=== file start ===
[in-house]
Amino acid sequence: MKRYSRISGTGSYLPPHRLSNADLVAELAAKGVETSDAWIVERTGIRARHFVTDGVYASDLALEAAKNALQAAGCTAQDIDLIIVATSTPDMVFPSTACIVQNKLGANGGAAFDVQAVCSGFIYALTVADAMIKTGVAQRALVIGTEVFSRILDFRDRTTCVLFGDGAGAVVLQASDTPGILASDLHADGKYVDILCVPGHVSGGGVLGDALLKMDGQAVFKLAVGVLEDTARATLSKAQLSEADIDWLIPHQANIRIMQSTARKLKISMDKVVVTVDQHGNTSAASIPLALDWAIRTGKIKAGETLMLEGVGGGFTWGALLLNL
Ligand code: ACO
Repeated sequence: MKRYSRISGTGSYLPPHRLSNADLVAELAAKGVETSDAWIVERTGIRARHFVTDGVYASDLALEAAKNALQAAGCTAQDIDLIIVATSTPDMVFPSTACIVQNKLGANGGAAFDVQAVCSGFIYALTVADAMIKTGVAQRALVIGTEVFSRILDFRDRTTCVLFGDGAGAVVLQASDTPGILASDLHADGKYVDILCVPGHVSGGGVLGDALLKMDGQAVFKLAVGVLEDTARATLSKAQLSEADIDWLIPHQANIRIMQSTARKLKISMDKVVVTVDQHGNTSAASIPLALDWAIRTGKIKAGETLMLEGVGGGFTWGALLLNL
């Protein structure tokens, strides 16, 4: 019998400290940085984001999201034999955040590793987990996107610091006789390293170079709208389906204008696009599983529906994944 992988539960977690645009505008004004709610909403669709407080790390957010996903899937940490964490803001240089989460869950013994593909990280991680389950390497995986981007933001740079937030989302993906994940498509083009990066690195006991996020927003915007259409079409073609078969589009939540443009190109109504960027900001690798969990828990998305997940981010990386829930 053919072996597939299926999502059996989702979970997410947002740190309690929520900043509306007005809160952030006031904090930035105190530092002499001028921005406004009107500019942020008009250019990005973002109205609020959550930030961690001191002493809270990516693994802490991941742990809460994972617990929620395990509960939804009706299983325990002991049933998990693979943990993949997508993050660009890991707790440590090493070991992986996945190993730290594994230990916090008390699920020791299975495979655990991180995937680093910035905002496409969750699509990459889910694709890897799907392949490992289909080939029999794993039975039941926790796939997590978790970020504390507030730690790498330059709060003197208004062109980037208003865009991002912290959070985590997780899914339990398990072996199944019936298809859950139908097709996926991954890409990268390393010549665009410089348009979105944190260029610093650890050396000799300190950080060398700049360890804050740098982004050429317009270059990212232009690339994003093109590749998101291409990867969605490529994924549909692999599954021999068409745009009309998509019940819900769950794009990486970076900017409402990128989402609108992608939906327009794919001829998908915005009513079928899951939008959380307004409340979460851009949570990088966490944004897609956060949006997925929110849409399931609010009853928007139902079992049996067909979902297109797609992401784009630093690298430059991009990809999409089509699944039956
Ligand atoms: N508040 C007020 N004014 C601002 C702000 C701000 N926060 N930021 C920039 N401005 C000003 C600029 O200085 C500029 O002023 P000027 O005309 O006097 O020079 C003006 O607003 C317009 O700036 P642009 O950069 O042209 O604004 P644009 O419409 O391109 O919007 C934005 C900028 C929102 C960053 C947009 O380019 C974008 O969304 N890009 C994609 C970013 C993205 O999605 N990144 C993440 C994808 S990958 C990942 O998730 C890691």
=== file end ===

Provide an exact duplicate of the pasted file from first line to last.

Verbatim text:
[in-house]
Amino acid sequence: MKRYSRISGTGSYLPPHRLSNADLVAELAAKGVETSDAWIVERTGIRARHFVTDGVYASDLALEAAKNALQAAGCTAQDIDLIIVATSTPDMVFPSTACIVQNKLGANGGAAFDVQAVCSGFIYALTVADAMIKTGVAQRALVIGTEVFSRILDFRDRTTCVLFGDGAGAVVLQASDTPGILASDLHADGKYVDILCVPGHVSGGGVLGDALLKMDGQAVFKLAVGVLEDTARATLSKAQLSEADIDWLIPHQANIRIMQSTARKLKISMDKVVVTVDQHGNTSAASIPLALDWAIRTGKIKAGETLMLEGVGGGFTWGALLLNL
Ligand code: ACO
Repeated sequence: MKRYSRISGTGSYLPPHRLSNADLVAELAAKGVETSDAWIVERTGIRARHFVTDGVYASDLALEAAKNALQAAGCTAQDIDLIIVATSTPDMVFPSTACIVQNKLGANGGAAFDVQAVCSGFIYALTVADAMIKTGVAQRALVIGTEVFSRILDFRDRTTCVLFGDGAGAVVLQASDTPGILASDLHADGKYVDILCVPGHVSGGGVLGDALLKMDGQAVFKLAVGVLEDTARATLSKAQLSEADIDWLIPHQANIRIMQSTARKLKISMDKVVVTVDQHGNTSAASIPLALDWAIRTGKIKAGETLMLEGVGGGFTWGALLLNL
């Protein structure tokens, strides 16, 4: 019998400290940085984001999201034999955040590793987990996107610091006789390293170079709208389906204008696009599983529906994944 992988539960977690645009505008004004709610909403669709407080790390957010996903899937940490964490803001240089989460869950013994593909990280991680389950390497995986981007933001740079937030989302993906994940498509083009990066690195006991996020927003915007259409079409073609078969589009939540443009190109109504960027900001690798969990828990998305997940981010990386829930 053919072996597939299926999502059996989702979970997410947002740190309690929520900043509306007005809160952030006031904090930035105190530092002499001028921005406004009107500019942020008009250019990005973002109205609020959550930030961690001191002493809270990516693994802490991941742990809460994972617990929620395990509960939804009706299983325990002991049933998990693979943990993949997508993050660009890991707790440590090493070991992986996945190993730290594994230990916090008390699920020791299975495979655990991180995937680093910035905002496409969750699509990459889910694709890897799907392949490992289909080939029999794993039975039941926790796939997590978790970020504390507030730690790498330059709060003197208004062109980037208003865009991002912290959070985590997780899914339990398990072996199944019936298809859950139908097709996926991954890409990268390393010549665009410089348009979105944190260029610093650890050396000799300190950080060398700049360890804050740098982004050429317009270059990212232009690339994003093109590749998101291409990867969605490529994924549909692999599954021999068409745009009309998509019940819900769950794009990486970076900017409402990128989402609108992608939906327009794919001829998908915005009513079928899951939008959380307004409340979460851009949570990088966490944004897609956060949006997925929110849409399931609010009853928007139902079992049996067909979902297109797609992401784009630093690298430059991009990809999409089509699944039956
Ligand atoms: N508040 C007020 N004014 C601002 C702000 C701000 N926060 N930021 C920039 N401005 C000003 C600029 O200085 C500029 O002023 P000027 O005309 O006097 O020079 C003006 O607003 C317009 O700036 P642009 O950069 O042209 O604004 P644009 O419409 O391109 O919007 C934005 C900028 C929102 C960053 C947009 O380019 C974008 O969304 N890009 C994609 C970013 C993205 O999605 N990144 C993440 C994808 S990958 C990942 O998730 C890691």